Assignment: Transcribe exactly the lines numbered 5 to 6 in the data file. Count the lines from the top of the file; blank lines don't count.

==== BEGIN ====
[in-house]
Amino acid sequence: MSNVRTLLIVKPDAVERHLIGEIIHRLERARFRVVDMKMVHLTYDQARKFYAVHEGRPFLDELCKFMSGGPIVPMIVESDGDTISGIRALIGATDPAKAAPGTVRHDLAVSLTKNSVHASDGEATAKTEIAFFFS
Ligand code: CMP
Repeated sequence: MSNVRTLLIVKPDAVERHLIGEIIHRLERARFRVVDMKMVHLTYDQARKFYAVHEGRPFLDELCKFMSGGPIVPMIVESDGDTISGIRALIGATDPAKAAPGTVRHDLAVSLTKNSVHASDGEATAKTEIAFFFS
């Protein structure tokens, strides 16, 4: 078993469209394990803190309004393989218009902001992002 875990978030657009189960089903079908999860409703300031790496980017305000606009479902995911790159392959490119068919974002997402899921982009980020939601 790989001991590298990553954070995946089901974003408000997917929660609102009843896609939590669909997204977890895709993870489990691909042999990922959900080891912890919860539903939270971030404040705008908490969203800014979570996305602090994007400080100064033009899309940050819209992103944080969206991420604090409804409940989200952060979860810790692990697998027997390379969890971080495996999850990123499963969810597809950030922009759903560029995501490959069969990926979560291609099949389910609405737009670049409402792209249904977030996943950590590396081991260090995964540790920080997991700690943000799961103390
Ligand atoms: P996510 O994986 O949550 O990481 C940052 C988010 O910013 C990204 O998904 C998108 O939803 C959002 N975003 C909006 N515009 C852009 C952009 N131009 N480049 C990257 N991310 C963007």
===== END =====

């Protein structure tokens, strides 16, 4: 078993469209394990803190309004393989218009902001992002 875990978030657009189960089903079908999860409703300031790496980017305000606009479902995911790159392959490119068919974002997402899921982009980020939601 790989001991590298990553954070995946089901974003408000997917929660609102009843896609939590669909997204977890895709993870489990691909042999990922959900080891912890919860539903939270971030404040705008908490969203800014979570996305602090994007400080100064033009899309940050819209992103944080969206991420604090409804409940989200952060979860810790692990697998027997390379969890971080495996999850990123499963969810597809950030922009759903560029995501490959069969990926979560291609099949389910609405737009670049409402792209249904977030996943950590590396081991260090995964540790920080997991700690943000799961103390
Ligand atoms: P996510 O994986 O949550 O990481 C940052 C988010 O910013 C990204 O998904 C998108 O939803 C959002 N975003 C909006 N515009 C852009 C952009 N131009 N480049 C990257 N991310 C963007």